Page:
The GCC e-commerce market is set to become one of the fastest-growing in the world, swelling to $20 billion a year by 2020, according to global consultancy A.T. Kearney.
That would represent an astonishing four-fold increase in the size of the market in just four years. It’s the reason why e-commerce giants are racing to put down roots in the region, and why new digital marketplaces are sprouting up. The Middle East is poised to experience an e-commerce boom. How can you make sure your business is prepared?
The growth in Middle East e-commerce is constrained for the moment by a shortage of financial and logistics infrastructure. But policymakers in Dubai and other key markets want to become e-commerce hubs and are trying to attract investment in the sector by simplifying and fast-tracking business registration and permits for physical assets such as warehousing, office space and vehicles. Indeed, investment is pouring in, as demonstrated by Amazon’s $580 million acquisition of Souq and successful efforts by Mumzworld, Awok and Namshi to attract funding.
Middle East consumers do have some idiosyncrasies – they retain a preference for cash payments, for instance, and have indicated deep concern about online security. For these and other reasons, many successful retailers in the region have not felt the urgency to bring their goods to the online market. So despite its potential, the e-commerce sector currently makes up less than 1% of the GCC region’s GDP, according to tech advisory firm Gartner.
How can SMEs ride the region’s e-commerce wave? First, they need to understand a few facts about the region’s fast-changing landscape.
- Big + Global is not always an advantage. Mastercard reports that 54% of consumers in the Middle East and North Africa prefer shopping on local websites to buying on foreign ones. This means there is an opportunity for local SMEs to be “first movers” and carve out a piece of the market before the giants get established.
- The shopping mall is changing. Stores in the gleaming shopping mega-malls across the Middle East are doubling as e-commerce fulfilment centers for online shoppers who want same-day and next-day delivery along with easy returns. At the same time, malls themselves are being transformed from traditional rack-and-shelf shopping space to leisure destinations emphasizing dining and “experiential” options such as indoor skiing, wall climbing and waterparks. Reem Mall, under construction in Abu Dhabi, is a prime example of this new mall experience.
- Creative upstarts can come out on top. E-commerce marketers have disrupted or obliterated the business model in a number of categories where established players became complacent. In the United States alone, there are several interesting examples: pet supply store Chewy, razor subscription service Dollar Shave Club, mattress supplier Caspar and furniture store Wayfair.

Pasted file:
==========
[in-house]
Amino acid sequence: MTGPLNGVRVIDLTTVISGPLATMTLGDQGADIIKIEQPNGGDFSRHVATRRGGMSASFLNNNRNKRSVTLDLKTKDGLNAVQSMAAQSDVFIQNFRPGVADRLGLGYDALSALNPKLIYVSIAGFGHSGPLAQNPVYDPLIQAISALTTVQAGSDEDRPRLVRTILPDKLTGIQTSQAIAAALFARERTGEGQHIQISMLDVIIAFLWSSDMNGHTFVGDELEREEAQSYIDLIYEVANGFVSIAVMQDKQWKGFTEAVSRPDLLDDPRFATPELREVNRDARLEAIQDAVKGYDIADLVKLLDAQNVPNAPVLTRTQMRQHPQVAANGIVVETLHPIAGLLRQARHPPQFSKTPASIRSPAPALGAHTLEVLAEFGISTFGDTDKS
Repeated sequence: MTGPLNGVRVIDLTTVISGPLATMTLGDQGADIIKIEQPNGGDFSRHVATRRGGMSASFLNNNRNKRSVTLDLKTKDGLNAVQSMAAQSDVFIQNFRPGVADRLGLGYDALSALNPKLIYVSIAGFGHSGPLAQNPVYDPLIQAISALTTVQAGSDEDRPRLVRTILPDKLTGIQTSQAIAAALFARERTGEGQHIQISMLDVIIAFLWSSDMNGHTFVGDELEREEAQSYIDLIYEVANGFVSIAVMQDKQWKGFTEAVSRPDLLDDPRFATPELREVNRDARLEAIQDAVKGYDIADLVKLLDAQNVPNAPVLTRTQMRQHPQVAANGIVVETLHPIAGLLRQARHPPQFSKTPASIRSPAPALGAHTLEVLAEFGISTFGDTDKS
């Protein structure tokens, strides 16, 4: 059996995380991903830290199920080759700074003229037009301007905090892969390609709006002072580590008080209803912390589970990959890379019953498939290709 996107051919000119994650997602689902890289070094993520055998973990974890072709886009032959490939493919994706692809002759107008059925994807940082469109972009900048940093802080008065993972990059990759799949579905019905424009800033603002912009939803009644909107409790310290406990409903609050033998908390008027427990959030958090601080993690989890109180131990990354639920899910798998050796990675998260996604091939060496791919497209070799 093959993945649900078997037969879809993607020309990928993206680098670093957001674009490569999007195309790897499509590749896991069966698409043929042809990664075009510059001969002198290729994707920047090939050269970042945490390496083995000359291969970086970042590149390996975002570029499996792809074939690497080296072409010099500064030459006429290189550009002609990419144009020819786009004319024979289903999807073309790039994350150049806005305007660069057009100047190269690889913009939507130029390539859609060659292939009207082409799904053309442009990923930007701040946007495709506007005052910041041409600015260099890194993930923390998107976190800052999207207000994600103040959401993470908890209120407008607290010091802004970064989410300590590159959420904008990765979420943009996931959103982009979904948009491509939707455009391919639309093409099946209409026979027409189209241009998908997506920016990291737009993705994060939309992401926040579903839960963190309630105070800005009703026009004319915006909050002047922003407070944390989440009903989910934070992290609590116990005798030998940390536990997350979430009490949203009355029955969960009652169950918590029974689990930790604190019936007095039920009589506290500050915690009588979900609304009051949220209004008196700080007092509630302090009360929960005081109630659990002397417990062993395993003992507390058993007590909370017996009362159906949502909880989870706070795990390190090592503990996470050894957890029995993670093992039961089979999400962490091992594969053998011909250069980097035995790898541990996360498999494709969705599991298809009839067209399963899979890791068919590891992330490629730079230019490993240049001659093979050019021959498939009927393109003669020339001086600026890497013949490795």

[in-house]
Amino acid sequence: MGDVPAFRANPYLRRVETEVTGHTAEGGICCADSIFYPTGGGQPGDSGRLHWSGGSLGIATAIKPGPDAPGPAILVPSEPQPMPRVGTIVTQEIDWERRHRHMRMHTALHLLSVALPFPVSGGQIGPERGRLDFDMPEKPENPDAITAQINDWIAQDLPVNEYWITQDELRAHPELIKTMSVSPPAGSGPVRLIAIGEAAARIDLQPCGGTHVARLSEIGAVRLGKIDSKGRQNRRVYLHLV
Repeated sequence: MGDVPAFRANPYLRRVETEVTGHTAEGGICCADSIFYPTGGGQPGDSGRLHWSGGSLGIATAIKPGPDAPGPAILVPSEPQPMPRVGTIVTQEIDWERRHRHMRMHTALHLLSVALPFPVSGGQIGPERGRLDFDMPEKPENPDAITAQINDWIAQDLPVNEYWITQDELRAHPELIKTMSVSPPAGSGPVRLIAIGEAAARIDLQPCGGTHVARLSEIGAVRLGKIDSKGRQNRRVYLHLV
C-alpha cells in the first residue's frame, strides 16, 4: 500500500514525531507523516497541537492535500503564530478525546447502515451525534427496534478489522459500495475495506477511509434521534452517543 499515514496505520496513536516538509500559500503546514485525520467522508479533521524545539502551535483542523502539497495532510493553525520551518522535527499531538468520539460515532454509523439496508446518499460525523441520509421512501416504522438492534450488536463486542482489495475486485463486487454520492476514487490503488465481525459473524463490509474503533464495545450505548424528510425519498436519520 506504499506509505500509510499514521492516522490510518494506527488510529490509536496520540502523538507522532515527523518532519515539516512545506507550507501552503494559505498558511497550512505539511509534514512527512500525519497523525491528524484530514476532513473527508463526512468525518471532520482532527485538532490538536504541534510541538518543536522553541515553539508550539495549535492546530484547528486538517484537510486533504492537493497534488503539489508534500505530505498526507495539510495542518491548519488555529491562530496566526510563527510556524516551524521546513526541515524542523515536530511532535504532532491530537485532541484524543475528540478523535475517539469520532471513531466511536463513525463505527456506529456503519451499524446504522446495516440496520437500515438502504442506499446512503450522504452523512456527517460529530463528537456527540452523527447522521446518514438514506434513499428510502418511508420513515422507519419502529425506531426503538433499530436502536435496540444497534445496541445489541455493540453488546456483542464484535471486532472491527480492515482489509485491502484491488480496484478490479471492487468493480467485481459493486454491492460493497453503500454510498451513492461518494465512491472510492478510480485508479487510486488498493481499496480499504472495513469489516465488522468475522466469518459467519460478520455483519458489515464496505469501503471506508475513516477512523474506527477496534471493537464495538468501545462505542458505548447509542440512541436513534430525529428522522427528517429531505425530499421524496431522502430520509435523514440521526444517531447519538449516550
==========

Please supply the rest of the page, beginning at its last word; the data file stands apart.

Markets in different shapes, sizes
SME sellers looking to go digital in the Middle East have to figure out whether it makes sense to develop their own digital stores, to sell in third-party marketplaces devoted to a narrow product range, or go rely on large players that offer a wide array of product lines and feature competing sellers.
They need to understand whether how they’re going to handle cross-border shipments, warehousing, delivery, customer service, fulfilment and returns. They need to know the costs and benefits of using a global provider, a local one or a go-it-alone approach.
Amazon and Alibaba have their advantages, but that also makes it hard for them to fully penetrate or offer a satisfying online experience in certain product categories and markets. Businesses with specialized products and extensive ranges within those specialties often can use their expertise to create advantage.
The market for soft furnishings such as sofas, armchairs and made-to-measure curtains is one example of a category in which big players often struggle to compete with local-market leaders. These products are often tailored or customized to the buyer’s taste and only finished once the customer places the order. Giant e-commerce companies generally don’t provide customization options because they don’t specialize in these products.
The future of e-commerce in the Middle East
At Agility, we see huge e-commerce potential for SMEs in emerging markets. The unique conditions in many Gulf countries make the region a particularly exciting and urgent prospect. Logistics providers are now offering technology-driven solutions to SMEs that help them overcome the logistics challenges of e-commerce, with digital freight platforms, such as Shipa Freight, allowing companies to get rate quotes and book, pay and track air and ocean shipments with a few clicks.
SMEs looking to grow their online sales can benefit from partnering with logistics companies that have robust infrastructure and e-commerce expertise. First movers will have a crucial advantage if can they find partners who help them manage inventory, deliveries and returns for maximum efficiency.
To learn more about how Agility is supporting the growth of SMEs worldwide visit our Shipa Freight website, where you can read our global study Ship for Success that examines the trade patterns and barriers of SMEs.